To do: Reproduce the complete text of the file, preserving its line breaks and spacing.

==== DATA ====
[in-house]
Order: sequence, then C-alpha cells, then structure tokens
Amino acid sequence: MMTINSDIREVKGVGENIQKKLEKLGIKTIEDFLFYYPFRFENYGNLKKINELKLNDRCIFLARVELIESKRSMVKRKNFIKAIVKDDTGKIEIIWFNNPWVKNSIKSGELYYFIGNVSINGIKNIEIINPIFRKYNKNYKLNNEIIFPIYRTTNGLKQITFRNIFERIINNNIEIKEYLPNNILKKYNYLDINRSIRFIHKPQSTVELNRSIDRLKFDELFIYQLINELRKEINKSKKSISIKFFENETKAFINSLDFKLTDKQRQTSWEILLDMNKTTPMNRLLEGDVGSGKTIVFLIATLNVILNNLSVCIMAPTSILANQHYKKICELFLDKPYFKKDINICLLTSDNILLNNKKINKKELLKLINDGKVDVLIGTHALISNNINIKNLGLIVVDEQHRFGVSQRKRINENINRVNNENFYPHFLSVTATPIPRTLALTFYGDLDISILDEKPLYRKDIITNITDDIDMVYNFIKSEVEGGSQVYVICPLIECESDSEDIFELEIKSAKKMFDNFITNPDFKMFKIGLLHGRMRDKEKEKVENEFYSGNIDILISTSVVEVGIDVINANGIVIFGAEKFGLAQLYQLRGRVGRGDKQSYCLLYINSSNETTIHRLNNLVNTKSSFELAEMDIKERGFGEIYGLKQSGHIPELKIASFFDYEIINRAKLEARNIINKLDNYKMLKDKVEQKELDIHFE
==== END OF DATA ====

[in-house]
Order: sequence, then C-alpha cells, then structure tokens
Amino acid sequence: MMTINSDIREVKGVGENIQKKLEKLGIKTIEDFLFYYPFRFENYGNLKKINELKLNDRCIFLARVELIESKRSMVKRKNFIKAIVKDDTGKIEIIWFNNPWVKNSIKSGELYYFIGNVSINGIKNIEIINPIFRKYNKNYKLNNEIIFPIYRTTNGLKQITFRNIFERIINNNIEIKEYLPNNILKKYNYLDINRSIRFIHKPQSTVELNRSIDRLKFDELFIYQLINELRKEINKSKKSISIKFFENETKAFINSLDFKLTDKQRQTSWEILLDMNKTTPMNRLLEGDVGSGKTIVFLIATLNVILNNLSVCIMAPTSILANQHYKKICELFLDKPYFKKDINICLLTSDNILLNNKKINKKELLKLINDGKVDVLIGTHALISNNINIKNLGLIVVDEQHRFGVSQRKRINENINRVNNENFYPHFLSVTATPIPRTLALTFYGDLDISILDEKPLYRKDIITNITDDIDMVYNFIKSEVEGGSQVYVICPLIECESDSEDIFELEIKSAKKMFDNFITNPDFKMFKIGLLHGRMRDKEKEKVENEFYSGNIDILISTSVVEVGIDVINANGIVIFGAEKFGLAQLYQLRGRVGRGDKQSYCLLYINSSNETTIHRLNNLVNTKSSFELAEMDIKERGFGEIYGLKQSGHIPELKIASFFDYEIINRAKLEARNIINKLDNYKMLKDKVEQKELDIHFE